Costs of excess body weight among active duty personnel, U.S. Air Force, 1997
Center for Integrated Primary Care; Department of Family Medicine and Community Health
Health Economics | Health Services Research | Military and Veterans Studies
Although the increasing public health impact of excess body weight in the U.S. general population has received national attention, the impact of excess body weight among active duty military personnel is unknown. A study was conducted to determine the direct (increased medical care) and indirect (lost workdays) costs of excess body weight among active duty Air Force (ADAF) personnel in 1997. Based on measured height and weight values, in 1997, 20.4% of ADAF men and 20.5% of ADAF women had body weights that exceeded their official maximum allowable weight for height. Total excess body weight-attributable costs were estimated at $22.8 million per year, with annual direct and indirect costs estimated at $19.3 million (approximately 6% of total annual expenditures for ADAF medical care) and $3.5 million, respectively. Attributable lost workdays were estimated at 28,351 per year. Annual excess body weight-attributable costs among ADAF personnel are high, both in dollars and lost duty days.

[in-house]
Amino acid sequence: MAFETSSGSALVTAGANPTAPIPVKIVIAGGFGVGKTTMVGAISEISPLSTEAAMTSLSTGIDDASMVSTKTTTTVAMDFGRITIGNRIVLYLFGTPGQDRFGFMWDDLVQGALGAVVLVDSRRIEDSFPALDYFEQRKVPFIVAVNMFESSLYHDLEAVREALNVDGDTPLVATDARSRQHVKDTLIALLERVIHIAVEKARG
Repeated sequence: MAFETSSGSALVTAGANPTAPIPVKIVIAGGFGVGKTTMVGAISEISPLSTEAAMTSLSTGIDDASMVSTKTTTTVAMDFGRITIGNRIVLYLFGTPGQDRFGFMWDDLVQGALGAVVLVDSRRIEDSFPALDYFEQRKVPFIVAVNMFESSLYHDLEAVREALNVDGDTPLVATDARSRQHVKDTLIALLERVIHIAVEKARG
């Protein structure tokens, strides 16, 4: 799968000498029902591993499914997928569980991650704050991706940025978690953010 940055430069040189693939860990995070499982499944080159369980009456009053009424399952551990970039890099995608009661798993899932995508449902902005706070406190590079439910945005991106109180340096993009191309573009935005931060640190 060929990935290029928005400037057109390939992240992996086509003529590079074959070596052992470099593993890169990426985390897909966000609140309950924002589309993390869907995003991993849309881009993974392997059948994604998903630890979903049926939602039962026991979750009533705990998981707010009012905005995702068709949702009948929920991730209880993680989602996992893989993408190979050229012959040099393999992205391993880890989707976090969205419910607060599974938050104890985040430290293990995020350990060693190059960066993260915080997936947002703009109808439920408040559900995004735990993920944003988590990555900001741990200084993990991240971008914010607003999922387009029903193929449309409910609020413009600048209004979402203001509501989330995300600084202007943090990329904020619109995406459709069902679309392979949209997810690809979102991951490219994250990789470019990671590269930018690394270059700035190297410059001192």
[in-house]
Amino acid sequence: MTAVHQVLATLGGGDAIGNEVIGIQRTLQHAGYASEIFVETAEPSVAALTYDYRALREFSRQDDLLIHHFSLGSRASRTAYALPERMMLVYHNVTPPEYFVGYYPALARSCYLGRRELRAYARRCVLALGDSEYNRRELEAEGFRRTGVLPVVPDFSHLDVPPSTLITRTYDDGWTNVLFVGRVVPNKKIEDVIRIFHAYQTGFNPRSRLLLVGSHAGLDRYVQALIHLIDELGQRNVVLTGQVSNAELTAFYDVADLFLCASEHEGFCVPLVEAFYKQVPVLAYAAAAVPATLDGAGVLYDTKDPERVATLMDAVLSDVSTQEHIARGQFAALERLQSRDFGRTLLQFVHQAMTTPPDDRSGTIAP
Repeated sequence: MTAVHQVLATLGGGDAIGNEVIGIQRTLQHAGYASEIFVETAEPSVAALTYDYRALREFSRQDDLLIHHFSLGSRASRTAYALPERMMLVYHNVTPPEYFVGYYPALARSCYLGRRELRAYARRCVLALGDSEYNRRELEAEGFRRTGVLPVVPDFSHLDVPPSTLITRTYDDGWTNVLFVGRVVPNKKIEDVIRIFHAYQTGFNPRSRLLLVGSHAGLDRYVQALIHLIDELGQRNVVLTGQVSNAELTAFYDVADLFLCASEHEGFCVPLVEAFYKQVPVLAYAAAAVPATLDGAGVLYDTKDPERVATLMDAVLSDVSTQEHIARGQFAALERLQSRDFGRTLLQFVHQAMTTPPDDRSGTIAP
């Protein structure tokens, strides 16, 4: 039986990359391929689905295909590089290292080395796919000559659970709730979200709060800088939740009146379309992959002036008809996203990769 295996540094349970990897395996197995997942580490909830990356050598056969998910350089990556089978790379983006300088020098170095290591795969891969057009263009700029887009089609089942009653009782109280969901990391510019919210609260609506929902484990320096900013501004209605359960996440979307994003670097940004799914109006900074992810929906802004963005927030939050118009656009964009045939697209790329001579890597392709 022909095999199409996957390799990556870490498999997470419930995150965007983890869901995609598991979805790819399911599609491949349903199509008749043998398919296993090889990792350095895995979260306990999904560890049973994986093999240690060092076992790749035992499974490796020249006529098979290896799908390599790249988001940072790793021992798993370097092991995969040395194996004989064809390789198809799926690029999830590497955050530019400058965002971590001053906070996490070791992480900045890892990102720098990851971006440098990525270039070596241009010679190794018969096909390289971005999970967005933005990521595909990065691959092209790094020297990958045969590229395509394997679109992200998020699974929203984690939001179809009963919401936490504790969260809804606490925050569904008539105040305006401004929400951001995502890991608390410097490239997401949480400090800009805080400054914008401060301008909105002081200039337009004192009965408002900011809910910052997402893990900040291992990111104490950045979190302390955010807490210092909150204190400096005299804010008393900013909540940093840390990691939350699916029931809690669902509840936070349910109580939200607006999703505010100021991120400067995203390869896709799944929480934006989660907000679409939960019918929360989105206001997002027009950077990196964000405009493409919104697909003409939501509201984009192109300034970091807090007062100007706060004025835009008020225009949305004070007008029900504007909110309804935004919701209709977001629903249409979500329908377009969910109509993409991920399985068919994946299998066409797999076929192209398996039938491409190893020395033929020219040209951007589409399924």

DOI of Published Version
Mil Med. 2002 May;167(5):393-7.
Robbins, Anthony S.; Chao, Susan Y.; Runyan, Christine; and Fonseca, Vincent P., "Costs of excess body weight among active duty personnel, U.S. Air Force, 1997" (2002). Center for Integrated Primary Care Publications. 73.